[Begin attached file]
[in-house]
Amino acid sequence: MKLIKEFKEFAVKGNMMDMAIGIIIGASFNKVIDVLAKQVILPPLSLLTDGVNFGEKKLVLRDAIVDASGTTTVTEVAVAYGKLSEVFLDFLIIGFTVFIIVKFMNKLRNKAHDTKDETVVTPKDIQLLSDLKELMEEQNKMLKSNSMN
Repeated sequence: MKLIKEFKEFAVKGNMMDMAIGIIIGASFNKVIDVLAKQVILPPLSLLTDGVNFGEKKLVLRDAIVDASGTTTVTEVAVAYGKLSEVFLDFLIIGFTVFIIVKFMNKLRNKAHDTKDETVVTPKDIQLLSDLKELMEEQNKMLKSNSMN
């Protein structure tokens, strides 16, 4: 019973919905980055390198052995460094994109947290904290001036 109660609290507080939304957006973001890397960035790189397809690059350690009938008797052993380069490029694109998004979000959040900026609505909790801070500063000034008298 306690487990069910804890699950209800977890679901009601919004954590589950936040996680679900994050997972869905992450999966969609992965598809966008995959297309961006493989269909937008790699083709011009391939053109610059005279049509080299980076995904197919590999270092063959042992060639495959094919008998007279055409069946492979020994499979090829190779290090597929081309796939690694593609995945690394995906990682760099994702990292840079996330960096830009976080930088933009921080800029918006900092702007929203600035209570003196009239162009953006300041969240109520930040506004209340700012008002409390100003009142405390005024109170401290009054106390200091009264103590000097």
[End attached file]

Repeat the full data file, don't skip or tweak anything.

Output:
[in-house]
Amino acid sequence: MKLIKEFKEFAVKGNMMDMAIGIIIGASFNKVIDVLAKQVILPPLSLLTDGVNFGEKKLVLRDAIVDASGTTTVTEVAVAYGKLSEVFLDFLIIGFTVFIIVKFMNKLRNKAHDTKDETVVTPKDIQLLSDLKELMEEQNKMLKSNSMN
Repeated sequence: MKLIKEFKEFAVKGNMMDMAIGIIIGASFNKVIDVLAKQVILPPLSLLTDGVNFGEKKLVLRDAIVDASGTTTVTEVAVAYGKLSEVFLDFLIIGFTVFIIVKFMNKLRNKAHDTKDETVVTPKDIQLLSDLKELMEEQNKMLKSNSMN
């Protein structure tokens, strides 16, 4: 019973919905980055390198052995460094994109947290904290001036 109660609290507080939304957006973001890397960035790189397809690059350690009938008797052993380069490029694109998004979000959040900026609505909790801070500063000034008298 306690487990069910804890699950209800977890679901009601919004954590589950936040996680679900994050997972869905992450999966969609992965598809966008995959297309961006493989269909937008790699083709011009391939053109610059005279049509080299980076995904197919590999270092063959042992060639495959094919008998007279055409069946492979020994499979090829190779290090597929081309796939690694593609995945690394995906990682760099994702990292840079996330960096830009976080930088933009921080800029918006900092702007929203600035209570003196009239162009953006300041969240109520930040506004209340700012008002409390100003009142405390005024109170401290009054106390200091009264103590000097």